Tuesday, March 19, 2013

What is Country Yard Art?

Whimsical & Salvaged Garden Ornaments

The first known use of garden ornaments became common in the western cultures are in Ancient Roman gardens. A great many examples have been excavated from Pompeii and Herculaneum. The Italian Renaissance garden and Garden à la française were the peak styles of using created forms in the garden and landscape, with high art and kitsch interpretations ever since. The English Landscape Garden expanded the scale of some garden ornaments to temple follies. The Asian tradition of making garden ornaments, often functioning in association with Feng Shui principles, has a nearly timeless history.

Well sometimes, Suthunuhs can take it to a whole different level with their garden ornaments.  Mr. Jolly knows I am not into kitsch, but he knows that I  love originality.  On our road trip we found  many antique stores and garden places that had such a fun way of displaying their yard art that you almost convinced yourself that it would look great in that little corner of your yard. 

This little guy is made from tin cans and junkyard finds

Kinda creepy, but I liked the "en masse effect"

This Steel Flamingo is more sturdy than the Pink Plastic Flamingo of the 1950's

Such creativity with corrugated metal

Miss Moo looked lovely in the garden of the antique shop. Utterly over the top

My Sunday drive in the country with Mr Jolly, stopping randomly at  antique shops brought back memories of an elderly man that lived down the road from my family home in Alabama.  Mr. Call made yard art  in his spare time from scraps of wood and metal.  I had forgotten about the pink mama pig with her curly metal tail and her baby piglets that Mr. Call made for me to put in our flower garden.  He was such a sweet gentleman that was always dressed in a white starched shirt and suspenders.  He alway looked liked he was headed to church.  His workshop was magical to me as a kid; it had the smell of shaved wood and honeysuckle.  When my Dad and I would visit Mr. Call, he  always had a small gift of penny candy or a something he had made for me hidden in his egg basket.  Just before Mr Call passed away, he gave me a lucite pin with a little squirrel holding a pearl.  It is still one of my most cherished possessions. 

If you live in the Northern Virginia area, and have the urge for garden Ornaments check out
Really Great Finds, Lucketts, Virginia.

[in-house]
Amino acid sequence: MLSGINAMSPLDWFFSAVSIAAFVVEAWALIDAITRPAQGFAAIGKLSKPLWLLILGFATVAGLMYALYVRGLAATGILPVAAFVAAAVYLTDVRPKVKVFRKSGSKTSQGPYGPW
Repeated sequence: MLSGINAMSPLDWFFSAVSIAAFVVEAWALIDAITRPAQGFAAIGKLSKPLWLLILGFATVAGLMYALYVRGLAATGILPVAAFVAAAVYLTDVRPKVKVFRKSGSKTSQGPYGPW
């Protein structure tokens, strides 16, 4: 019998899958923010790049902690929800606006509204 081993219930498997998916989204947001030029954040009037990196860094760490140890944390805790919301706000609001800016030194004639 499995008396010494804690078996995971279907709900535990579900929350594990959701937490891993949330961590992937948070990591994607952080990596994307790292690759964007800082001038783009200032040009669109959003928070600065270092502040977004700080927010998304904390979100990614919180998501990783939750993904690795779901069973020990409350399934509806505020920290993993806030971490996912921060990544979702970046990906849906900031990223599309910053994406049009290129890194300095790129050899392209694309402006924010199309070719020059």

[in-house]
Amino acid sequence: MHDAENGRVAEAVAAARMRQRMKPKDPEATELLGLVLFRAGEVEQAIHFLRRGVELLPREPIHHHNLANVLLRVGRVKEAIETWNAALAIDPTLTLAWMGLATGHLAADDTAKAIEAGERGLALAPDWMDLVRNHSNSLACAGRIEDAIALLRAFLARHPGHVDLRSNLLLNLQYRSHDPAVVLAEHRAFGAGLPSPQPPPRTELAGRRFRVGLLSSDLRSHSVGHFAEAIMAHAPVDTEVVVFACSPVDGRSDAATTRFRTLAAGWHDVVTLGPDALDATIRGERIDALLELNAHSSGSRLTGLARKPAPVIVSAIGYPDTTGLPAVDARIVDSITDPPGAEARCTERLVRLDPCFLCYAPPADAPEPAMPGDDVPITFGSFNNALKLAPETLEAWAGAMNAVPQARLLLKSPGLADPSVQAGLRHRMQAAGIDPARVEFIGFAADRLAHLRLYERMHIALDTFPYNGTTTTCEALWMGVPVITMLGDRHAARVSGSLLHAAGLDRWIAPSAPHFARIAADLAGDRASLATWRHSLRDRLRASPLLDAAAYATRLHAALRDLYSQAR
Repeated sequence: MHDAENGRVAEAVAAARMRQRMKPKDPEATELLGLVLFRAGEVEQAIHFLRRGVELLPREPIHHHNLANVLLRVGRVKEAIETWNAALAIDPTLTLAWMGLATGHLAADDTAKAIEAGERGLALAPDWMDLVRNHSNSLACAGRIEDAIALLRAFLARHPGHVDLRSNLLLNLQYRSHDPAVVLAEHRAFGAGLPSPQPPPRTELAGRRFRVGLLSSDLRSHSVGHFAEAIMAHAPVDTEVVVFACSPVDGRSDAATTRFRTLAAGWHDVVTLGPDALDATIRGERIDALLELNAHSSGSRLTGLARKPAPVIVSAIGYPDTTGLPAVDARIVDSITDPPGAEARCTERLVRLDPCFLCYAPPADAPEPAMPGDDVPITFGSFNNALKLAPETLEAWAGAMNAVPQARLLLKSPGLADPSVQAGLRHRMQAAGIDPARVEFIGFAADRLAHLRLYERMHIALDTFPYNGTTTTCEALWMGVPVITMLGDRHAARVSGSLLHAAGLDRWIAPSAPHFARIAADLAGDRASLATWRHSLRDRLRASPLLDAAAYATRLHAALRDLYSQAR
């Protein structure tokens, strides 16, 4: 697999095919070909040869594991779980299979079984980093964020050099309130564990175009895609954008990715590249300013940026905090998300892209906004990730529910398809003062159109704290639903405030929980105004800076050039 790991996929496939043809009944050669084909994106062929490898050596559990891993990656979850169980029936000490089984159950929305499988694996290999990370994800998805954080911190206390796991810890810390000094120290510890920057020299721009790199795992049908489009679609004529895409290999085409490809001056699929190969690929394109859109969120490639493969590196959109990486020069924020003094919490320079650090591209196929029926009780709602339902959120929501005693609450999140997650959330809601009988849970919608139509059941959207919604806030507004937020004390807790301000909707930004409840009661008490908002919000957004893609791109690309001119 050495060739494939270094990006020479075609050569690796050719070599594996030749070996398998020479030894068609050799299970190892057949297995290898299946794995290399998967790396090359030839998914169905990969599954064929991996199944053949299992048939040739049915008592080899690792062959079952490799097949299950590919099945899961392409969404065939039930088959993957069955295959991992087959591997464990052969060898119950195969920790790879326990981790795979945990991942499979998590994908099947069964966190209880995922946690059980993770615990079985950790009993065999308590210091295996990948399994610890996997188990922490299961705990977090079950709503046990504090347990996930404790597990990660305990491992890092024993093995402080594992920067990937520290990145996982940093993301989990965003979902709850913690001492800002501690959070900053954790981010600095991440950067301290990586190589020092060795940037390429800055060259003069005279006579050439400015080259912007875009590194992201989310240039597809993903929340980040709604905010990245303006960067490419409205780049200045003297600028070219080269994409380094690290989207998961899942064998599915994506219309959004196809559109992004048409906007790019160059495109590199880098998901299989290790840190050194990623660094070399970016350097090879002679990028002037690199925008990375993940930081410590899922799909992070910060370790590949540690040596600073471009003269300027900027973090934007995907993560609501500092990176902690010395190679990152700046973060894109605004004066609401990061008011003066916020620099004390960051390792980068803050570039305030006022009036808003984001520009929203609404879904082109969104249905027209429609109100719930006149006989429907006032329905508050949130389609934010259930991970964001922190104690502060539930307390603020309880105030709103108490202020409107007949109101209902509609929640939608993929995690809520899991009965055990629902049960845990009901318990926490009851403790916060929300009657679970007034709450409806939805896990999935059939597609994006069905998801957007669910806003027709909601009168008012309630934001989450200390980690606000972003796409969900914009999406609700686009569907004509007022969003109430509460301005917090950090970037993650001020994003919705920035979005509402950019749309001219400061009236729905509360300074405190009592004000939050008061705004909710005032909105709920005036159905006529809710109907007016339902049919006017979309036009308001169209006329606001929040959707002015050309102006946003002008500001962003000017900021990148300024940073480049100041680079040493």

Friday, March 15, 2013

Decoration Day & Dinner on the Ground

Childhood Memories

I remember piling into the truck with Dad, Mom, and Sis and heading to Hickory Holler,Tennessee for Decoration Day. Hickory Holler is where my Mom grew up.  Decoration Day was a late spring or summer tradition that involved cleaning community cemeteries, decorating them with flowers, and holding a religious service in the cemetery, followed with "dinner on the ground." Decoration Day seems to predate the post-Civil War celebrations.  Ultimately, Decoration Day gave us our national Memorial Day.

"Dinner on the ground" was the fun part of the day for us kids. All of the church ladies would have cooked their favorite scratch recipes to share with everyone for a picnic. Some of the churches constructed covered pavilions for the Dinner on the grounds.

Others simply had long tables made from benches with planks on top.  The tables would groan with the tremendous load of cooked food. No Take-out Food presented here!  I particularly remember the coconut cakes (not your regular two-layer, but a six-layer cake), fried chicken, and deviled eggs. 

As an adult, I am still trying to re-create the famous "dinner on the ground" Coconut cake, and my Mom's biscuits and Tea cakes.  My sister and I are considered very good cooks, but how we never got the recipe for the Tea cakes is beyond us.  Well, on the biscuits.....after 30 years of trying, I have given up!  I only make biscuits once a year for my christmas party, and that is pure torture.

I had not really thought much about the many traditions that were a part of my growing up in the deep South, until I mentioned Dinner on the Ground to a friend, and she was completely clueless as to what I was describing. I decided to start exploring other traditions of my childhood and the forgotten wisdoms  of country living. 

Country Wisdom......Decoration Day was to honor the deceased, and  Dinner on the Ground was a way to provide communion to those gathered in the cemetery with the deceased.  A lovely tradition that really had a true meaning.

Friday, June 22, 2012

Suthunuhs Love Their Cornbread

When it is hot summer weather, and all you want to eat is fresh vegetables from the garden, you gotta have cornbread!

Mr. Jolly likes his cornbread sweet.  I don't... might be something my Mama said about Yankees putting sugar in their cornbread mix.  I make cornbread muffins so we can both enjoy our cornbread the way we like it.  I use pink cups for mine and blue for Mr. Jolly.